Apr 042023

I heard about this thing that the Government has,  PIB’s (Personal Information Banks) for all of us, through “the Swift Current video” (https://sandrafinley.ca/blog/?p=27724.)

The video caused someone to input re  “PIB’s”.   I wanted to know:  WHAT information is in a PIB?  . . .    The information is Personal, but it is most certainly not Private.


Someone provided an overview of PIB’s, in response to the Swift Current video:   

          Dovetails with:

          The federal government has quietly begun the creation of Personal Information Banks (PIB) to collect and store data on Canadians.           We were not consulted nor informed about the creation or existence of these databases and they are being collected without our                     permission or knowledge. Categories of information include biometrics (DNA, blood type, eye/facial scan, fingerprints, etc), personal           biography, medical history, financial history, credit information, opinions or views of or about individuals, and much more.

          Here is a link to the government website describing the PIBs. Scroll to the last section for Categories of Information:
          https://www.canada.ca/en/treasury-board-secretariat/services/access-information-privacy/access-information/information-                    about-programs-information-holdings/standard-personal-information-banks.html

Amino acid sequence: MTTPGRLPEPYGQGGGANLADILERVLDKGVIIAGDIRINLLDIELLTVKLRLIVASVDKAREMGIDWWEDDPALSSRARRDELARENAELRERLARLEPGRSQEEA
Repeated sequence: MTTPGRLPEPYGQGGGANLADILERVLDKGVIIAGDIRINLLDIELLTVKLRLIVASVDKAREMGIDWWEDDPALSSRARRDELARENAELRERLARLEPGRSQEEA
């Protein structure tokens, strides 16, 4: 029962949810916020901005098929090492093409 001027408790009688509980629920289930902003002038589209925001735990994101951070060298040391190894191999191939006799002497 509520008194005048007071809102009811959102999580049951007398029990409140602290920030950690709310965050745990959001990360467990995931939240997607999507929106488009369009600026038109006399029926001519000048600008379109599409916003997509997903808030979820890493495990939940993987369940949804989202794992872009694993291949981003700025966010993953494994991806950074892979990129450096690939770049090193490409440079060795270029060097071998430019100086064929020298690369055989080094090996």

The Canada Revenue Agency (CRA) has quietly added it to their Privacy Terms so that in order to submit an application for benefits,           such as the One-Time Housing Top Up they started offering in December, you must click that you agree to terms including “…being           described in Personal Information Bank (under development)” in order to submit your application. It is also a term in the Canada                Pension Plan (CPP) application. It quite likely will be a term for submitting your income tax return, so read those Privacy Terms                    when filing your taxes this year!

          The federal government is using the federal health transfers to bribe the premiers to adopt a Big Tech-style data-for-services health               care system. This means that your personal health records that used to be private and confidential between you and your doctor will           now be entered into the PIBs to be shared between the federal government, their stakeholders, and whoever else they decide can have           access […]

– – – – – – –

CLOSELY  RELATED    Please listen:

2023-03-02    Maria Ressa on facing down dictators, disinformation and standing up for democracy, Author “How to Stand Up to a Dictator”, Nobel Laureate.CBC Radio interview

– – – – – – –



copied on 2023-04-03,  11AM.  From near the bottom of the Government page:


(INSERT, S:   And don’t forget What Edward Snowden confirmed:  the data collection includes everything.  Your phone calls, emails, and all social media communications.)

Categories of Personal Information